A New History of Aberdeenshire, Alexander Smith (Ed), 1875

The parish of Old Machar was originally a deanery called the Deanery of Saint Machar; and in Gaelic Machair means "a plain." The name appears singly in the counties of Inverness and Lanark, and as Machermore in Kirkcudebright. Machairmor and beag, which signifies "the larger and lesser plain," is found in Argyleshire; and the Auch-machars in this County, which signify "the plain fields," are to be found in the parish of Old Deer.

The Deanery of St. Machar comprehended what is now the parishes of Old Machar proper, Newhills, Dyce, and New Machar. New Machar was disjoined about the Reformation; that of Dyce, or the Chapel of St. Fergus, presumably about the same time; and Newhills in 1666. this parish is also called the Old Town parish; and the Oldtown Cathedral is now the parish church.

Old Machar parish is bounded on the north by the parishes of New Machar and Belhelvie; on the east by the German Ocean (along which it has a sea board of four miles), and the parishes of St. Nicholas, or Aberdeen; on the south by the Dee, along which it has a river frontage of one mile, two furlongs, 350 yards; and on the west it is bounded by Banchory- Devenick, Newhills, and Dyce; and by the Don from the Scatterburn up to Airyburn, in New Machar.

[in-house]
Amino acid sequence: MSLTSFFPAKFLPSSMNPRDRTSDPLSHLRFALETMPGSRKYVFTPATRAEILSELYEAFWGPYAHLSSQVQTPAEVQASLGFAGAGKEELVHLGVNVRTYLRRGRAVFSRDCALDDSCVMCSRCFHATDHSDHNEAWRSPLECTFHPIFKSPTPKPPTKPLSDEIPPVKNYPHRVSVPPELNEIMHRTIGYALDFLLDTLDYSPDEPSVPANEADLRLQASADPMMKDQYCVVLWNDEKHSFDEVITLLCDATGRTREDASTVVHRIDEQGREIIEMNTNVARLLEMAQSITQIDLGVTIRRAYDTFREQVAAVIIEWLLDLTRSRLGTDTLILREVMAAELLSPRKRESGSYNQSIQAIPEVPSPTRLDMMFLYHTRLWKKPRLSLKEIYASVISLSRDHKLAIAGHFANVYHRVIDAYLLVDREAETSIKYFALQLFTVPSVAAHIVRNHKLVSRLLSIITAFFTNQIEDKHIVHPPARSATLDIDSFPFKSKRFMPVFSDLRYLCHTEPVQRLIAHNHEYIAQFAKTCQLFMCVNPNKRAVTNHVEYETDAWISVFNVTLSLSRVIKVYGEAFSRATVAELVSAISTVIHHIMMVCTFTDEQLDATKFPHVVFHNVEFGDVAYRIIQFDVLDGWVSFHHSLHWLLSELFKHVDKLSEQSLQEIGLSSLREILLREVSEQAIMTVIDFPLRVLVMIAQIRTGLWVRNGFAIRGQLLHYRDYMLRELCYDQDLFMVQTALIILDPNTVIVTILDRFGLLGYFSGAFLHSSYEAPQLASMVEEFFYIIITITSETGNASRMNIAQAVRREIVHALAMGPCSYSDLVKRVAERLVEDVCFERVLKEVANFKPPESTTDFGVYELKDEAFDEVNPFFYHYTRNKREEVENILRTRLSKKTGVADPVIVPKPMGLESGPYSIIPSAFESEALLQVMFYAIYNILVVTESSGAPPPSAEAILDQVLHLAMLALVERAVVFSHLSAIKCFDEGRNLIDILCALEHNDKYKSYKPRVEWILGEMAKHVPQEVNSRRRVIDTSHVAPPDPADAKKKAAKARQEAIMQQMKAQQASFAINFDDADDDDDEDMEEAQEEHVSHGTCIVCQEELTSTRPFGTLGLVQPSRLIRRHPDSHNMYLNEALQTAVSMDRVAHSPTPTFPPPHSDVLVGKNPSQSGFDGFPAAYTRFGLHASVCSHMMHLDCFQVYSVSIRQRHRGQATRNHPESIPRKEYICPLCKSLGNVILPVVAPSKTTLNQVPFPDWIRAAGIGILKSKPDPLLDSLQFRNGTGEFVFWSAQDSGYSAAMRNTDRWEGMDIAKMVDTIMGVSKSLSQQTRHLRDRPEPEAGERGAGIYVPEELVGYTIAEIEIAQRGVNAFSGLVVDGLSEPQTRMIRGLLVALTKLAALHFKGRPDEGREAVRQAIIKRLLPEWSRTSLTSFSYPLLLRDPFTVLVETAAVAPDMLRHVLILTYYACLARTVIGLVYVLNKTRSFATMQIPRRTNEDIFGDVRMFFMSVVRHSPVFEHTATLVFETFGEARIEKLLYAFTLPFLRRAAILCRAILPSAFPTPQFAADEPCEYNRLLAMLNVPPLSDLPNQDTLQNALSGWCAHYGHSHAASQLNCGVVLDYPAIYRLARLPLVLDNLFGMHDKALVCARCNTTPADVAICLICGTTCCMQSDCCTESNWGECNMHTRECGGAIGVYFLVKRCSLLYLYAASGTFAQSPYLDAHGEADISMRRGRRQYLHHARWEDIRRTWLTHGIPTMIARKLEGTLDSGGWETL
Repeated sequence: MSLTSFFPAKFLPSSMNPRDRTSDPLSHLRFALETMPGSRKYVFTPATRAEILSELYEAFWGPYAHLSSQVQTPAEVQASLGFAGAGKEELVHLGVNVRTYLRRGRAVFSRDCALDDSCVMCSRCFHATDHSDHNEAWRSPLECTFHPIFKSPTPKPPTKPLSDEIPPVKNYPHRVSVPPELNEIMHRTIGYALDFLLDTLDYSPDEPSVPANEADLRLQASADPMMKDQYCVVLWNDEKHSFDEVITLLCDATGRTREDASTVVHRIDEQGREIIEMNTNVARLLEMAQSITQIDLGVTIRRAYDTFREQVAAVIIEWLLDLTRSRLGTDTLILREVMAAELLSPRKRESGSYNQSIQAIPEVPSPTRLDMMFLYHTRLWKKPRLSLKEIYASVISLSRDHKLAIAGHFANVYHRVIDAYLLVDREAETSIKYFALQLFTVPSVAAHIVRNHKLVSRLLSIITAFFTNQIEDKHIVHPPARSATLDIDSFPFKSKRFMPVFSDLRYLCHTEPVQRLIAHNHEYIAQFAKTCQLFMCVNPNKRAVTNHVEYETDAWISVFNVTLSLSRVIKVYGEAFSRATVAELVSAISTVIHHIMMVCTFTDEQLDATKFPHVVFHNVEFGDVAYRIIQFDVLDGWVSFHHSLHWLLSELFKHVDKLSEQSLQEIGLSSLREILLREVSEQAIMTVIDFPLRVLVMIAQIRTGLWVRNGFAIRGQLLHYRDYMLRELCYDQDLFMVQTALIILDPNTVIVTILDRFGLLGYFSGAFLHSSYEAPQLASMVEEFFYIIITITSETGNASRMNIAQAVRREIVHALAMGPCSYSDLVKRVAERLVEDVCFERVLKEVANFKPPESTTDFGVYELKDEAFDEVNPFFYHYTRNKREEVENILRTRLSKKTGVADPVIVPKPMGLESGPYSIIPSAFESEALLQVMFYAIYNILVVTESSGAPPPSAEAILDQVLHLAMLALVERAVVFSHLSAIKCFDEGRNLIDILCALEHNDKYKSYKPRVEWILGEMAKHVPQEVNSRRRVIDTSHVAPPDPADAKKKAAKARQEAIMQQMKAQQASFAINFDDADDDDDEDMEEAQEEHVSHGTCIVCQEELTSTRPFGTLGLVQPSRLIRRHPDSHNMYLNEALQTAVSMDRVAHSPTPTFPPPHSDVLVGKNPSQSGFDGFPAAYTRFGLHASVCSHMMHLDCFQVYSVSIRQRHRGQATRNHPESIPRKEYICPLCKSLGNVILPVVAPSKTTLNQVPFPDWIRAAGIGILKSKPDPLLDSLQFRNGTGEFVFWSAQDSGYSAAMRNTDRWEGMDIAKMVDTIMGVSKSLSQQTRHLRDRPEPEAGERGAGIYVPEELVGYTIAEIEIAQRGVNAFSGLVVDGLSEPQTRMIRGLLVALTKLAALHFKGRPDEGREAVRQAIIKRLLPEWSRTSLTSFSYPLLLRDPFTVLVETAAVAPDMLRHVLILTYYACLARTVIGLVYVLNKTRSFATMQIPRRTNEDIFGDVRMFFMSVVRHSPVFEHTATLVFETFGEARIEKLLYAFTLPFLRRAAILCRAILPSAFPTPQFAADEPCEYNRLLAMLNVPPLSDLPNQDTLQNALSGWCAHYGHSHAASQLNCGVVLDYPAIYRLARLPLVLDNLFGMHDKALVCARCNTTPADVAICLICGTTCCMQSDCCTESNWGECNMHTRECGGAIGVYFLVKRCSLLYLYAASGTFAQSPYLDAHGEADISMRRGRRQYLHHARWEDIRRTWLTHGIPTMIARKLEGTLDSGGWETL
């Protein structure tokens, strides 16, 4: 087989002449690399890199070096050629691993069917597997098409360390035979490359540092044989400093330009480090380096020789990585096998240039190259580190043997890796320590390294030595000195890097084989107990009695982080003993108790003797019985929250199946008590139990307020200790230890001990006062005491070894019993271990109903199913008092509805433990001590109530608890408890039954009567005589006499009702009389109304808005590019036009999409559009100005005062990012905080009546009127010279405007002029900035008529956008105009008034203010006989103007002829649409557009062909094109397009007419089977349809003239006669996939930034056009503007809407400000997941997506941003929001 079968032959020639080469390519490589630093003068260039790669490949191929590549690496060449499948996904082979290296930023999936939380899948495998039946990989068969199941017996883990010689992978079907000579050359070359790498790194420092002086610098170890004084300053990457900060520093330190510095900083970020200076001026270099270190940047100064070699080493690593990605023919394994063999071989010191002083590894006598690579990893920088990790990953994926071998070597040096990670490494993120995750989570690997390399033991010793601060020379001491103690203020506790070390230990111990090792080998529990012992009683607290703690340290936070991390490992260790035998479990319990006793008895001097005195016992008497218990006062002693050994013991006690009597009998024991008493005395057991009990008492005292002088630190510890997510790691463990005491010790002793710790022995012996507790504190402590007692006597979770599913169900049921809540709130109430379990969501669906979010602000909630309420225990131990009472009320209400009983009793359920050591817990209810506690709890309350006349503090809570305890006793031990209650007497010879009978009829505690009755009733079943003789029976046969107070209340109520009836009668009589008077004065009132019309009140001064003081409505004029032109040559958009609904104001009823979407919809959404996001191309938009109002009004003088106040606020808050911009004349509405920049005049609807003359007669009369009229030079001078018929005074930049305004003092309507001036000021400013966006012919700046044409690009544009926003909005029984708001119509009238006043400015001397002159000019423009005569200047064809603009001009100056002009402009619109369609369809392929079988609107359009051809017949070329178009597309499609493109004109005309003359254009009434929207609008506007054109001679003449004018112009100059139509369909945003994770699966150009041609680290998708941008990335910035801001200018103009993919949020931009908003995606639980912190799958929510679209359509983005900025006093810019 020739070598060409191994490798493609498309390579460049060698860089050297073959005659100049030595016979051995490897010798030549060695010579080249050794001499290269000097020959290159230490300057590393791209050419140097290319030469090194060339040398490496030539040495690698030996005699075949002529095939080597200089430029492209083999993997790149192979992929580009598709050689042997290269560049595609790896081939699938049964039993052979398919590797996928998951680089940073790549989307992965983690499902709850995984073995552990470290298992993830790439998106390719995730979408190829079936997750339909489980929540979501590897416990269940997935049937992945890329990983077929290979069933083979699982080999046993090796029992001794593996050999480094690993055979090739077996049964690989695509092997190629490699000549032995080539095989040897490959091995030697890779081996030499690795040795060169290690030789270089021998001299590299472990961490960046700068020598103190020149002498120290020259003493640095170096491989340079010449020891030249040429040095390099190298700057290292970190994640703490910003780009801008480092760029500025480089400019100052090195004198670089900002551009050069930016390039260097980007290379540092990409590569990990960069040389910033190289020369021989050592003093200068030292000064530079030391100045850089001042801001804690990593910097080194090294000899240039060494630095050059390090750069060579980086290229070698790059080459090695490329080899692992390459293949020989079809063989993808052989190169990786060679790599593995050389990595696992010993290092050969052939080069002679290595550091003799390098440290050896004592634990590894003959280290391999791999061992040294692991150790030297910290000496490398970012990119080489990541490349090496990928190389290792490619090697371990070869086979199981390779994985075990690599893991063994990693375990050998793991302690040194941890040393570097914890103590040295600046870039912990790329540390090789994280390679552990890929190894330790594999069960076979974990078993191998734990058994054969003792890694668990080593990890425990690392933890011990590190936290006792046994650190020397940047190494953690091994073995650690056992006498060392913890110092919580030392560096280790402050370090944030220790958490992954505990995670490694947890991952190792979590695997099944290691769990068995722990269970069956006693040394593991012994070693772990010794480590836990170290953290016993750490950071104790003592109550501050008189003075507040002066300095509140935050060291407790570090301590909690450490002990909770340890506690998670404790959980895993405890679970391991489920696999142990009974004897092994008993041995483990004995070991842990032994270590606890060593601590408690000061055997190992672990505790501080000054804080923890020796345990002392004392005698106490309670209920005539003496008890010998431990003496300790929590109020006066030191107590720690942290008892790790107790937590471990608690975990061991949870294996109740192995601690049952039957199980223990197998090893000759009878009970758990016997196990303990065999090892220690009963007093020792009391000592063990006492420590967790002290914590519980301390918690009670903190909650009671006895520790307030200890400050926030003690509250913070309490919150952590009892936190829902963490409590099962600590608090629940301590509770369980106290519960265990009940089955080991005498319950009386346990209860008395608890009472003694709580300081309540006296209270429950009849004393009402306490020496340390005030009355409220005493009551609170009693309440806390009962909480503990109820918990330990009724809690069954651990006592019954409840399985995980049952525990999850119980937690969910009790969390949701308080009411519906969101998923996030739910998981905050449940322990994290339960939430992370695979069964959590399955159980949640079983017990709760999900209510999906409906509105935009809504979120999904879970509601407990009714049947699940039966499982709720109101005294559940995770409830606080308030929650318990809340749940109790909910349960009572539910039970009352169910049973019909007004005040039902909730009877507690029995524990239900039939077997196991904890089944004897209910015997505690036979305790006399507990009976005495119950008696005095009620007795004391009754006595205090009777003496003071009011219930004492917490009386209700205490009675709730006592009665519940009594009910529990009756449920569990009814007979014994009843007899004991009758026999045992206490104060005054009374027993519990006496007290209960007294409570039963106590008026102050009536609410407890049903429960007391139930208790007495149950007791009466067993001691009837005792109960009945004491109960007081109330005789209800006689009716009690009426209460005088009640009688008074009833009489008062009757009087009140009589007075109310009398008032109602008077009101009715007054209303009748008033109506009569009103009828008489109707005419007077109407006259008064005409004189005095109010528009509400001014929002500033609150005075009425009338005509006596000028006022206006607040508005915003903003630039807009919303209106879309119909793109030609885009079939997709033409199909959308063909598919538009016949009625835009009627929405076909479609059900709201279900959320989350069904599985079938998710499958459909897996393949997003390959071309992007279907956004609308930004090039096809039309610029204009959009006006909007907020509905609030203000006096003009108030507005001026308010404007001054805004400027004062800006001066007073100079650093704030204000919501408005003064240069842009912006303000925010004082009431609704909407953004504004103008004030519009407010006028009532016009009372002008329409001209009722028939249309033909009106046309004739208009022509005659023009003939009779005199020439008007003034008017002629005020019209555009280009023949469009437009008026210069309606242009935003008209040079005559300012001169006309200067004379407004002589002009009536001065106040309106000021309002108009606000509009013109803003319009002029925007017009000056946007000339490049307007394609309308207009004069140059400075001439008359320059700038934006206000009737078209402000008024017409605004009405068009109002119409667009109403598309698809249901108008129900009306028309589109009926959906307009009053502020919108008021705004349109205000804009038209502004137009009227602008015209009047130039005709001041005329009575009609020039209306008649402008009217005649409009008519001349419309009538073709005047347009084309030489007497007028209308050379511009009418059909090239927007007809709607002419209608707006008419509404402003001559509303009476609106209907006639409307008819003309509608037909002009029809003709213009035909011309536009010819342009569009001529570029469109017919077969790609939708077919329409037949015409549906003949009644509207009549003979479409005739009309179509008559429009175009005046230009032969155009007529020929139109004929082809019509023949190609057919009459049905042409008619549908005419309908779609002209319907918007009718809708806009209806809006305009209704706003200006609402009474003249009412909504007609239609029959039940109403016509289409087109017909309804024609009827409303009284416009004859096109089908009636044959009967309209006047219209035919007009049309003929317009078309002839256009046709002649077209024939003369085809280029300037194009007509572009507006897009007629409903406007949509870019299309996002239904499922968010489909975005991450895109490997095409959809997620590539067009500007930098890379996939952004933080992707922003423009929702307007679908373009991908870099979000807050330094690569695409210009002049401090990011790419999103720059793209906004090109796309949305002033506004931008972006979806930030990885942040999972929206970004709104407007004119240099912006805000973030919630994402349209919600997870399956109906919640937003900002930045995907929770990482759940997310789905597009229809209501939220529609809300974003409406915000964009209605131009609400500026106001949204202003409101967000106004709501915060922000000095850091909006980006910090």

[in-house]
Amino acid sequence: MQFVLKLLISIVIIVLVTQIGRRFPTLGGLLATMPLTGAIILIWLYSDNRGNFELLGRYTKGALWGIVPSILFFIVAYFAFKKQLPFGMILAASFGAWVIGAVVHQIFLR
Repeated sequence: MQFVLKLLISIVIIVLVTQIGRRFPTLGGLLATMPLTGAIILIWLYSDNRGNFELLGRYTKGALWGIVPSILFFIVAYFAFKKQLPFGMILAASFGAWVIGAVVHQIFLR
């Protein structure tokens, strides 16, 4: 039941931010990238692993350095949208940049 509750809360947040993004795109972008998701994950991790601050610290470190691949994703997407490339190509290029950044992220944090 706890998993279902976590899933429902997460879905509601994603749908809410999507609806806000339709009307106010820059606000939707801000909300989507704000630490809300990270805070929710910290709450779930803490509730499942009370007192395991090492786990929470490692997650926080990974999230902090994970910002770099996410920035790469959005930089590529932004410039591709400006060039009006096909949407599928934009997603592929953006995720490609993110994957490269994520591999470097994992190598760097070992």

The greatest length of the parish in a direct line, from the influx of the burn of Rutheriestone with the Dee, to the Belhelvie boundary north of the Corbie-loch, is seven miles; and the greatest breadth, from the sea at Black-dog, to the Don on the New Machar boundary, also in a direct line, is 4½ miles. The whole area of the parish is computed to be 12,595 acres, 479 decs. That portion within the burgh of Aberdeen is estimated to be about 5,290¼ acres.

On the division of the parish of Old Macahar, north of the Don, the surface is varied. Bordering the sea-shore, the large tract of broken benty hills and green knolls, between the new bridge of Don and Tarbot-hill, stand at an average of 50 feet above sea level; and in the north-east corner the Strabathie, or Tarbathie Hill, stands 170 feet above sea level. West of the Ellon road are the gravelly hillocks of Mindurno, and the ridges of Tramaud, which are 260 feet; the Shielhill is 265 feet, and the hill of Perwinnes is 313 feet. The Corbie-loch, on the north-west corner of the parish, is 251 feet above sea level; while the peak of Scotston moor, in the central division, is 270 feet; and the summit of the Old Meldrum road, on the west side of it, is 282 feet. The broad-backed hill west of Mains of Scotston, is 307 feet; and the lower flat range of this hill, on Danestone, is 250 feet. The Fowler's Hill, on the west, overlooks the valley of the Don, Loch Goul, or the Bishop's Loch, in New Machar, with the flat mosses on Grandholm, and Leuchlands on the east, which stand, on an average, about 196 feet above sea level. The junction of the Udny with the Ellon road, near Mill of Mindurno, is 130 feet; and the second milestone on the Ellon road from Aberdeen, is 65 feet. The roadway on the new bridge of Don is 41 feet; the peak of the roadway on the old bridge is about 60 feet; the Grandholm works are about 46 feet; and the top of the Downie Hill is 100 feet. The highest tides rise in the river to within 350 yards of the Kettock's Mill weir; the coping of the Woodside, or Printfield weir at Persley, is 50 feet , and the highest point on the Don, above the Carlin-pot at Airyburn, is about 104 feet above sea level.